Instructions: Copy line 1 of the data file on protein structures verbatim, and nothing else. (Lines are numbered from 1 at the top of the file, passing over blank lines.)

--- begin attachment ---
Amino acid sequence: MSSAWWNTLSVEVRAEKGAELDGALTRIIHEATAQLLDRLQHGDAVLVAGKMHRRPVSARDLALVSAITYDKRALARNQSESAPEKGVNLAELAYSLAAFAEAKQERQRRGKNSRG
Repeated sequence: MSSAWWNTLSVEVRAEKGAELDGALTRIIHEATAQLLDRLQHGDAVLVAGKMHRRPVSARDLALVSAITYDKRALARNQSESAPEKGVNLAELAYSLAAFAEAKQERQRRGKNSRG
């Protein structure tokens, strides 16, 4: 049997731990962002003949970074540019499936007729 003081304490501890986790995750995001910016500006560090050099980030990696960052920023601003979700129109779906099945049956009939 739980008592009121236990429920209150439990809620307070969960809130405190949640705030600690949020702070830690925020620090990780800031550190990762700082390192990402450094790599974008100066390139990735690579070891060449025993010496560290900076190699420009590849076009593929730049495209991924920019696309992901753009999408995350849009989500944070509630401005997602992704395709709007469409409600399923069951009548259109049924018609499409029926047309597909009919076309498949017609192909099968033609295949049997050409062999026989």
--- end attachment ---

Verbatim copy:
Amino acid sequence: MSSAWWNTLSVEVRAEKGAELDGALTRIIHEATAQLLDRLQHGDAVLVAGKMHRRPVSARDLALVSAITYDKRALARNQSESAPEKGVNLAELAYSLAAFAEAKQERQRRGKNSRG